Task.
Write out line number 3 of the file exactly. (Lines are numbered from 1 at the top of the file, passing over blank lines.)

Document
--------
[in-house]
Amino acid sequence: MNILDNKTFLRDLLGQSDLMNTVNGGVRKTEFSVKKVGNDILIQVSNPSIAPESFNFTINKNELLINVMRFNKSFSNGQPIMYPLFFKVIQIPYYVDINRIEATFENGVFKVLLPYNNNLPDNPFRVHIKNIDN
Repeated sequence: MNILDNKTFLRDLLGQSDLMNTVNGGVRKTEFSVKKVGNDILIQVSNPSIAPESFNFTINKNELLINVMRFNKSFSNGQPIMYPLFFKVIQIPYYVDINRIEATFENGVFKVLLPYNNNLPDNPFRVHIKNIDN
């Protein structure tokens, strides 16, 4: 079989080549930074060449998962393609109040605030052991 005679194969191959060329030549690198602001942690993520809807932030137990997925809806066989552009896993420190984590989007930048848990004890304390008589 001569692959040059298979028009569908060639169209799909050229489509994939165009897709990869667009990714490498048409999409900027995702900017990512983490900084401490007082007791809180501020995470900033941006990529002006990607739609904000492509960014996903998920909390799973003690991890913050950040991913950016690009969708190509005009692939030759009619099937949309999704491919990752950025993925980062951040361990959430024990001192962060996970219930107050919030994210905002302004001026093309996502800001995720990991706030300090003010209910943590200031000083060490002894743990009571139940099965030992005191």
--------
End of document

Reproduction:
Repeated sequence: MNILDNKTFLRDLLGQSDLMNTVNGGVRKTEFSVKKVGNDILIQVSNPSIAPESFNFTINKNELLINVMRFNKSFSNGQPIMYPLFFKVIQIPYYVDINRIEATFENGVFKVLLPYNNNLPDNPFRVHIKNIDN